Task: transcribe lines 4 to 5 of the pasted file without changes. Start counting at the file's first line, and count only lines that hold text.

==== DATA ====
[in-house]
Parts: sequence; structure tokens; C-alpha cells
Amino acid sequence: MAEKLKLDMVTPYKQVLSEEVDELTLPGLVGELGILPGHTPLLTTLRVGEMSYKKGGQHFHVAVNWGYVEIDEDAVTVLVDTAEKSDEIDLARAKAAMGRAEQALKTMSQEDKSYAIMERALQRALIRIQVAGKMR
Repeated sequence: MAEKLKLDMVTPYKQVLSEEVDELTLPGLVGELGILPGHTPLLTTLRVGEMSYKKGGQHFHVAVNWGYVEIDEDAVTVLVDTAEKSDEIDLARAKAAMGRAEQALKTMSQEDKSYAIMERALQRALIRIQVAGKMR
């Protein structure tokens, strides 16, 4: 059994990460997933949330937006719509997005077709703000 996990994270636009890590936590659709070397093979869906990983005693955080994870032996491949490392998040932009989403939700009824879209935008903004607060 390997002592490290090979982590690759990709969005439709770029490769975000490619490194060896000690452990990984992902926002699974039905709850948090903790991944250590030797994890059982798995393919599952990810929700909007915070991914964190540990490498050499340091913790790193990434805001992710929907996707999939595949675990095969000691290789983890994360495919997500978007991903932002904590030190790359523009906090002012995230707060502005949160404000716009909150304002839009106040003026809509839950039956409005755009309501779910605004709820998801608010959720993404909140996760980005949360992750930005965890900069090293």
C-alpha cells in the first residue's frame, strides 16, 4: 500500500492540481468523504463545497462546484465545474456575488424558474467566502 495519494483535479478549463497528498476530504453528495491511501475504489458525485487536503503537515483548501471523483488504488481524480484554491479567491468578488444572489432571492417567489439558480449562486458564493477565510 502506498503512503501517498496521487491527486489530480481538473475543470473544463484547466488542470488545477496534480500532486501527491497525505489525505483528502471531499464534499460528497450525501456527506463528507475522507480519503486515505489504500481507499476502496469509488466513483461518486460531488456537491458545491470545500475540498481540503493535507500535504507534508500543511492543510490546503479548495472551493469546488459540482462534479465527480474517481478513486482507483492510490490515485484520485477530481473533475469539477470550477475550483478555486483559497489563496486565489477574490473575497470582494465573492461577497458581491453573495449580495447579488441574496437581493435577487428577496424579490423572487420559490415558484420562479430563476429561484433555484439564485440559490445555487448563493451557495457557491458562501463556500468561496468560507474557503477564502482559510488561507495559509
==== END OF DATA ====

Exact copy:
Repeated sequence: MAEKLKLDMVTPYKQVLSEEVDELTLPGLVGELGILPGHTPLLTTLRVGEMSYKKGGQHFHVAVNWGYVEIDEDAVTVLVDTAEKSDEIDLARAKAAMGRAEQALKTMSQEDKSYAIMERALQRALIRIQVAGKMR
């Protein structure tokens, strides 16, 4: 059994990460997933949330937006719509997005077709703000 996990994270636009890590936590659709070397093979869906990983005693955080994870032996491949490392998040932009989403939700009824879209935008903004607060 390997002592490290090979982590690759990709969005439709770029490769975000490619490194060896000690452990990984992902926002699974039905709850948090903790991944250590030797994890059982798995393919599952990810929700909007915070991914964190540990490498050499340091913790790193990434805001992710929907996707999939595949675990095969000691290789983890994360495919997500978007991903932002904590030190790359523009906090002012995230707060502005949160404000716009909150304002839009106040003026809509839950039956409005755009309501779910605004709820998801608010959720993404909140996760980005949360992750930005965890900069090293």